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CANBERRA, July 15 Australia's Queensland state is considering new coal mines and the country's first new export terminal in 25 years, investments that could increase shipments from the world's largest exporter of the commodity by 40 percent.
But the announcement has drawn fire on the eve of a report on emissions trading as Australia, the world's largest greenhouse gas emitter per person, looks to lead Asia on carbon trading.
Australia has benefitted hugely from a near-trebling of prices in just a year caused by surging Asian demand but also shipping bottlenecks at home, with supply tightness not seen easing for at least four years.
The Premier of Queensland state, Anna Bligh, said on Tuesday she was looking at a "trifecta" of options for new coal developments in the tropical state, including three new coal projects that could boost output by 75 million tonnes a year and a coal port with a capacity of up to 100 million tonnes.
"These projects could see this state fully harness the opportunities the resources boom can offer by delivering a 40 percent increase in our coal exporting capacity," Bligh said in a statement.
But the state's coal expansion plans, which come on the eve of the federal government's release of a green paper on emissions trading, has drawn criticism from environmental groups, which said the proposal was at odds with government efforts to curb coal-fired emissions to fight climate warming.
Coal prices have rocketed in the past year as key exporting nations, faced with infrastructure constraints, struggle to keep up with global demand.
Analysts have forecast coal prices to stay high until at least 2012, when new port capacities in Australia, South Africa, and Russia come online.
Bligh said her state was considering a A$5.3 billion proposal by Canada-listed Waratah Coal WCI.V for a new mine near Alpha, in the Galilee basin, producing 25 million tonnes of thermal coal a year for export, mainly to Japan and South Korea by 2012. The project also has the potential to expand its output to 50 million tones per year.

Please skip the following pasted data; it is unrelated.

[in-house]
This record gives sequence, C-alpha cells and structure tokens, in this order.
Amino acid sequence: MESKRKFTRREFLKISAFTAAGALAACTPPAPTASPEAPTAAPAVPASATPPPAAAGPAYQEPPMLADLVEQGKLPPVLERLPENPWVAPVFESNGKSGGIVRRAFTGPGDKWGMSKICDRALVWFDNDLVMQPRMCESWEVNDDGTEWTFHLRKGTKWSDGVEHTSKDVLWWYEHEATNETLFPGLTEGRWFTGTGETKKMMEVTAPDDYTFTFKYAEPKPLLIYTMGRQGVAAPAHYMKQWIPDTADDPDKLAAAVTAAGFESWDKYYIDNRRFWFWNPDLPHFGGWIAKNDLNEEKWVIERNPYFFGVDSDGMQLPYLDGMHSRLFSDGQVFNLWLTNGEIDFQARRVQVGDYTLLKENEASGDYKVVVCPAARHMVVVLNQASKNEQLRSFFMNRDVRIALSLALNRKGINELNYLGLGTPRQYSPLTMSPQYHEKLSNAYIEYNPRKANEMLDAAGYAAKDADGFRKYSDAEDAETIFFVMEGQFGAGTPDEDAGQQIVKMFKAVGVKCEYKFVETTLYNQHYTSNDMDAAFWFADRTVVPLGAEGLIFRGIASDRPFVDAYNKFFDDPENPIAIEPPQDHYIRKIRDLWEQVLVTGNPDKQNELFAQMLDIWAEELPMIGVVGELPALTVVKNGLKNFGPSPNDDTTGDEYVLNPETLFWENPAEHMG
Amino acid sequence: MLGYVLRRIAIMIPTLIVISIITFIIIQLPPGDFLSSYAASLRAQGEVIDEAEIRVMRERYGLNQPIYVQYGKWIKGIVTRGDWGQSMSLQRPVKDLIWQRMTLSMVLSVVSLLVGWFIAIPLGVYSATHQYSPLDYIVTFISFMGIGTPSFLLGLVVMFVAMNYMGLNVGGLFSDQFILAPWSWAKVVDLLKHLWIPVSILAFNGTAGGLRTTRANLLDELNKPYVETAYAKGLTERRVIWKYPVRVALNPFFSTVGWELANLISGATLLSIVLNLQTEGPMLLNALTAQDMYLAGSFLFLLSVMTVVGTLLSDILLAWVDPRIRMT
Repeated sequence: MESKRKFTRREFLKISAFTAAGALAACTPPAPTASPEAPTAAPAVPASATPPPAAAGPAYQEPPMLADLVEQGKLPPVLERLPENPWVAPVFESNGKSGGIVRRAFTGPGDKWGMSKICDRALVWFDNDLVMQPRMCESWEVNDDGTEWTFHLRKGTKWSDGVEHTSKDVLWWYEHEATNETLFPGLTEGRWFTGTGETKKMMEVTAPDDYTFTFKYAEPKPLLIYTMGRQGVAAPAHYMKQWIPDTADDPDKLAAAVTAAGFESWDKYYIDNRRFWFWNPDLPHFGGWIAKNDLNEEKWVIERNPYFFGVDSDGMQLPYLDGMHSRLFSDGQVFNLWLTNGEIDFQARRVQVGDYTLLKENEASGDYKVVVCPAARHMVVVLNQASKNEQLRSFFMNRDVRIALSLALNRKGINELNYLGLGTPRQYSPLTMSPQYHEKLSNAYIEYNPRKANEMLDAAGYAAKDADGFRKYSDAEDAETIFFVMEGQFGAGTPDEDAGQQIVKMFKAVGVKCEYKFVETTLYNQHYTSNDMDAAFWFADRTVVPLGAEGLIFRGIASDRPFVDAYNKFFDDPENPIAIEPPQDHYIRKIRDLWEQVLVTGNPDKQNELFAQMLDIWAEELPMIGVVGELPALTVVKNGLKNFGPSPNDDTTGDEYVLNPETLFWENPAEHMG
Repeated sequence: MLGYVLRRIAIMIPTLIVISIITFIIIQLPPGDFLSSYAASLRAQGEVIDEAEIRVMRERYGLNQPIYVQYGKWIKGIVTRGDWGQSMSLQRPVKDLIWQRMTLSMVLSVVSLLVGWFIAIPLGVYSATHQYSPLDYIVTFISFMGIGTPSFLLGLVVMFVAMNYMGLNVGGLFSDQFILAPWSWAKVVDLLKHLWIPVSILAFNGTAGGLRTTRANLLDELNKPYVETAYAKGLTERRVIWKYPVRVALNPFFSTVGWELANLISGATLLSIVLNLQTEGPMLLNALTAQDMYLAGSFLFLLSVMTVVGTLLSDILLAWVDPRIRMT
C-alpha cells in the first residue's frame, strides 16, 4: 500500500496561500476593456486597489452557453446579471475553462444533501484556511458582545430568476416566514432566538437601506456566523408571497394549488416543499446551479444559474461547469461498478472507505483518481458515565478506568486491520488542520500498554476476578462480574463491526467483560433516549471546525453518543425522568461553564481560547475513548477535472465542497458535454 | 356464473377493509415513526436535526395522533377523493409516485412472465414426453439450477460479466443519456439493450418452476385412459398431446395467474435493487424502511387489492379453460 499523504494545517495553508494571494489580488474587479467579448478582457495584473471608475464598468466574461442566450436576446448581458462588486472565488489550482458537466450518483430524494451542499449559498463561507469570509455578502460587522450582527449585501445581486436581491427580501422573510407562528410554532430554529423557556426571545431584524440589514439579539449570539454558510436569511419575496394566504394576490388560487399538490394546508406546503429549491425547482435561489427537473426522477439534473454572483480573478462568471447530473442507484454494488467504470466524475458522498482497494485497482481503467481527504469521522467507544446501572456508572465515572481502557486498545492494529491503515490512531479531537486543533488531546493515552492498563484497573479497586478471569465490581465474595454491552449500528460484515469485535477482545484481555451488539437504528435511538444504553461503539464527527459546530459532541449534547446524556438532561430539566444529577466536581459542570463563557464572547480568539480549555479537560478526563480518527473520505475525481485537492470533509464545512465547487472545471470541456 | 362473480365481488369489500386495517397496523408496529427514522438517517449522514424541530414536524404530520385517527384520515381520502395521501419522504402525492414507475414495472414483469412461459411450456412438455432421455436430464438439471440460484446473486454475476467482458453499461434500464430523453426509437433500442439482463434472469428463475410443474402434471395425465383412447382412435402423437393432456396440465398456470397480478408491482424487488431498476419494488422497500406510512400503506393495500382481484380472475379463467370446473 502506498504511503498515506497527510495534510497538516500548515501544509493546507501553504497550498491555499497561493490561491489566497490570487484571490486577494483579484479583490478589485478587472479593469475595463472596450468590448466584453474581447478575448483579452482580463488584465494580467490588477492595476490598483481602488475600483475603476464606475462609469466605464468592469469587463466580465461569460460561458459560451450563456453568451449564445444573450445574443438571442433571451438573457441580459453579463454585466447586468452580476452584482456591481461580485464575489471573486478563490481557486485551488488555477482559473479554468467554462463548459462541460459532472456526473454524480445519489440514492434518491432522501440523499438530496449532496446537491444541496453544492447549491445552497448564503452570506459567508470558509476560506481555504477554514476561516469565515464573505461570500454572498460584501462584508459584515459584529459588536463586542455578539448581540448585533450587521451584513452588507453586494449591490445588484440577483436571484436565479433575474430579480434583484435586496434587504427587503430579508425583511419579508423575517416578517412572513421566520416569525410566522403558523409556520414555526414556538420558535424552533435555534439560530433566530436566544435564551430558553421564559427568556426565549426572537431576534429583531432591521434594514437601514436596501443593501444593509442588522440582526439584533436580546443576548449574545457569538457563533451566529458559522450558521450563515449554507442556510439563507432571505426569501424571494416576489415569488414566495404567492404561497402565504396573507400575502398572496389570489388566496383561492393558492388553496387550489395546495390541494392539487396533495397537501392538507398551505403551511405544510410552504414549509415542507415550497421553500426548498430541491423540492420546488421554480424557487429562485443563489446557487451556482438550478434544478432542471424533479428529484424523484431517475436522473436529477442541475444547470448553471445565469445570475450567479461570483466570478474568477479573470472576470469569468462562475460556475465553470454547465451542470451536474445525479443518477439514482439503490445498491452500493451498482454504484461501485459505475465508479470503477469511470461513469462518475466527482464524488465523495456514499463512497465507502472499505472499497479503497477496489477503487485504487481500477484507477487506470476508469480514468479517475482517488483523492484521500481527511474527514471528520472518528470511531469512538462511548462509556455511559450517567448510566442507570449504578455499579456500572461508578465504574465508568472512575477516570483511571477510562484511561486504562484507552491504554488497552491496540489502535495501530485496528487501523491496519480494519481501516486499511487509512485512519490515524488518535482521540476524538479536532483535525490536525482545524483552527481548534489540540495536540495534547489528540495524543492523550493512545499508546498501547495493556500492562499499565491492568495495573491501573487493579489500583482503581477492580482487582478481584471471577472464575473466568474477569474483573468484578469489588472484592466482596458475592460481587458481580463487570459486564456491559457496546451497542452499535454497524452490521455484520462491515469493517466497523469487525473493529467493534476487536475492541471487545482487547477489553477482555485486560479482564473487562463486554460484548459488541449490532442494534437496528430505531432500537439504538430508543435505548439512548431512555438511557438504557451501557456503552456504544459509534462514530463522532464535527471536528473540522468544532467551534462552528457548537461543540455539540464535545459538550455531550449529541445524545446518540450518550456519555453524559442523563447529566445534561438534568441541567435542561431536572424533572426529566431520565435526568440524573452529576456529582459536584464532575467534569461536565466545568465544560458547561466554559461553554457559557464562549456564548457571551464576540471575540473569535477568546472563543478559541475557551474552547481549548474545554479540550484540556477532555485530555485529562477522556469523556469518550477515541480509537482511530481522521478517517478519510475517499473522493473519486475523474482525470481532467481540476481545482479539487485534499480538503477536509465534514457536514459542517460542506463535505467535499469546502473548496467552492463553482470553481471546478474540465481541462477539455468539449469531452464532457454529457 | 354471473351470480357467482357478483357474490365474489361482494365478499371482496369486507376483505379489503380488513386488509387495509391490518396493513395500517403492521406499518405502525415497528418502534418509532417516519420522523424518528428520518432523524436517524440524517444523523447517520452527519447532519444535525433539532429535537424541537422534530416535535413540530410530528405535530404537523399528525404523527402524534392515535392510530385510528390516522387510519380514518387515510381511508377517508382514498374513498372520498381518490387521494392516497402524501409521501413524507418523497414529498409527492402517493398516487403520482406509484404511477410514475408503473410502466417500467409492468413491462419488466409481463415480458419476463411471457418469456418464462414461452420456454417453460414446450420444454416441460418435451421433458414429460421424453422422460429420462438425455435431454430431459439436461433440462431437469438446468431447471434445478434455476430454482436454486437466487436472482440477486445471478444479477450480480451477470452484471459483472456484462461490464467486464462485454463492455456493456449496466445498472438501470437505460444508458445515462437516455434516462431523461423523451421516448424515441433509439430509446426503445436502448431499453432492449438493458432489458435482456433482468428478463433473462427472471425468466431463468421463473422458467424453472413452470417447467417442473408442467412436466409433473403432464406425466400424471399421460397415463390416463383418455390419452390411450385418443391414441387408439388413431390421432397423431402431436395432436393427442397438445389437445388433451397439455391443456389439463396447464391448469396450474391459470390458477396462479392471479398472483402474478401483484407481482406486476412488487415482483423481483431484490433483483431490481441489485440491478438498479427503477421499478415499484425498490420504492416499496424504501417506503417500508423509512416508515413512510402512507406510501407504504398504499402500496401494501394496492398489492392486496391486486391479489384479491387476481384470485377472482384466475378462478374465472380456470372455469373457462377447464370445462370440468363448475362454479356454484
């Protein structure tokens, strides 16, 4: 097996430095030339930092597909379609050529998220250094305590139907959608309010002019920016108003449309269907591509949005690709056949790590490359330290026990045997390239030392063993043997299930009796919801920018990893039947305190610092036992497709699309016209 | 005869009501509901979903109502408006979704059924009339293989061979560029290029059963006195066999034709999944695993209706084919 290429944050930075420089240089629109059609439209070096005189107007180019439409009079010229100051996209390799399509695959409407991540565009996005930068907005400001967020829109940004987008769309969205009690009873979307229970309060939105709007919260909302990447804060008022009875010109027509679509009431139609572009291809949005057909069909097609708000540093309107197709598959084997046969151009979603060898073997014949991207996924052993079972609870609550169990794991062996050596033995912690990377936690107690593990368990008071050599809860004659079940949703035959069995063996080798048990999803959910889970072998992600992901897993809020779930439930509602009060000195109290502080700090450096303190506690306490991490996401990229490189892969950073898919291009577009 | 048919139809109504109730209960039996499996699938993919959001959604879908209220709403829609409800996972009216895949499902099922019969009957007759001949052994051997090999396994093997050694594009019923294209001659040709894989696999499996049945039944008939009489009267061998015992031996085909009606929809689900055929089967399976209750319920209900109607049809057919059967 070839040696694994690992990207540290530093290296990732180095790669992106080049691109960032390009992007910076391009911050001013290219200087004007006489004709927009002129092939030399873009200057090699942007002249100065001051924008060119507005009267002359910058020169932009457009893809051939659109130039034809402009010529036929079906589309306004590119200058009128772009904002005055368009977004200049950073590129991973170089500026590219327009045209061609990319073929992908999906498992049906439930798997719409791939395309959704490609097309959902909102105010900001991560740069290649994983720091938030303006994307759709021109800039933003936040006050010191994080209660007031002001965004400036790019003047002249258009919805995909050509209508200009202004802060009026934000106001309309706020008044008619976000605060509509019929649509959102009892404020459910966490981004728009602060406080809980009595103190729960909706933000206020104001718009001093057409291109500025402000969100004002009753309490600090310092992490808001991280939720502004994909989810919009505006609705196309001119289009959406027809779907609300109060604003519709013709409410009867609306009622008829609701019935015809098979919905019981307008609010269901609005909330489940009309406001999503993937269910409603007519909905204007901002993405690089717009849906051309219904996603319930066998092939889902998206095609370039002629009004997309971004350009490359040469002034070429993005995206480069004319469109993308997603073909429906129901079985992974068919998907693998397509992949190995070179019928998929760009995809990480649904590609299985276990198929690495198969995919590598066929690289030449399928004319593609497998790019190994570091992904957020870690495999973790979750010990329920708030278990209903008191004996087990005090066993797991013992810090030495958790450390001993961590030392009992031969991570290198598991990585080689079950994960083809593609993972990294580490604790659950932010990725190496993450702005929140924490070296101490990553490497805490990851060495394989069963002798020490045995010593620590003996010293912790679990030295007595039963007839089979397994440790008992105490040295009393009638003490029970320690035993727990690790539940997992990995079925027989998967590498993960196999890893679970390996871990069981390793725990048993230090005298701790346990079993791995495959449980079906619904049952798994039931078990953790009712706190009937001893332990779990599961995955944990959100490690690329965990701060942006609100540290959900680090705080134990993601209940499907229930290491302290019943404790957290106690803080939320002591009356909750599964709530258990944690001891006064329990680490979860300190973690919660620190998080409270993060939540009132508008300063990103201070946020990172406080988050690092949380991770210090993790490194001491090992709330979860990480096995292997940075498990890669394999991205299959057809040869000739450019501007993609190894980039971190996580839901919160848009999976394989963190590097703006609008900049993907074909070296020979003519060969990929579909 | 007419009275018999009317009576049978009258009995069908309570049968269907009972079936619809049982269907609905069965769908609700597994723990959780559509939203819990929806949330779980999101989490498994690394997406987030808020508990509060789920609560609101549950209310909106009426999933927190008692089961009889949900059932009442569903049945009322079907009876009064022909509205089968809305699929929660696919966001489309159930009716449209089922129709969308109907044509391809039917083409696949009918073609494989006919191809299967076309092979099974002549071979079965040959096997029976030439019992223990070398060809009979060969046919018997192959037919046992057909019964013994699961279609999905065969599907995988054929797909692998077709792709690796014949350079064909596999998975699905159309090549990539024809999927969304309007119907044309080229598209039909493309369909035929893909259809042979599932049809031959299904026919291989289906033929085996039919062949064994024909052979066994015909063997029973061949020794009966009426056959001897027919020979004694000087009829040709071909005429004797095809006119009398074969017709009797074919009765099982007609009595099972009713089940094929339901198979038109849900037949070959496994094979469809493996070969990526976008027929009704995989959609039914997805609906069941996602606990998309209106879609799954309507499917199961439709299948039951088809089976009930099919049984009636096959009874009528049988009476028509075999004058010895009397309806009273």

The Galilee basin is Australia's largest undeveloped coal reserve with potential to yield up to 20 billion tonnes.
The proposed 100 million-tonnes-per-year coal port, which would be Australia's first new coal port in 25 years, would be built near Shoalwater Bay, between Rockhampton and Mackay, on the central Queensland coast, Bligh said.
A second Bowen Basin Growth project by BHP Billiton (BHP.AX) (BLT.L)-Mitsubishi Alliance would open two new mines, helping boost exports by 20 million tonnes. A third proposal was for a 30 million tonne-a-year open-cut mine near Wandoan by Xstrata XTA.L, Bligh said.
CARBON TRADING SCHEME
Australia, the world's biggest per-head greenhouse gas polluter, will on Wednesday unveil an options paper for how a carbon-emissions trading scheme could reshape the A$1 trillion ($972 billion) economy to make it less reliant on coal-fired electricity for energy.
Federal Climate Change Minister Penny Wong is expected to include fuel on Wednesday to make the national emissions scheme as broad as possible on start-up in 2010, even as unions warned of thousands of job losses the scheme would bring. Her paper will not have any short or medium-term emissions targets, with the government wary of angering voters already spooked by inflation at 16-year highs and rising home loan repayment costs in a nation obsessed by house ownership.
Instead, Wong will provide direction for a trading regime to be among the world's most comprehensive, with the government to offer payments to motorists and households compensating for the inevitable price rises the emissions system will bring.
Wong at the weekend said the scheme would target 1,000 of Australia's biggest polluters, with 450 required to complete emissions audit reports in the first year.
That would capture some of the country's biggest corporate names, including BHP Billiton, Xstrata XTA.L and Rio Tinto Ltd/Plc (RIO.L), power companies AGL Energy AGK.AX and Origin Energy (ORG.AX), and transport company Toll Holdings TOL.AX. ($1=A$1.03) (Editing by Michael Urquhart)
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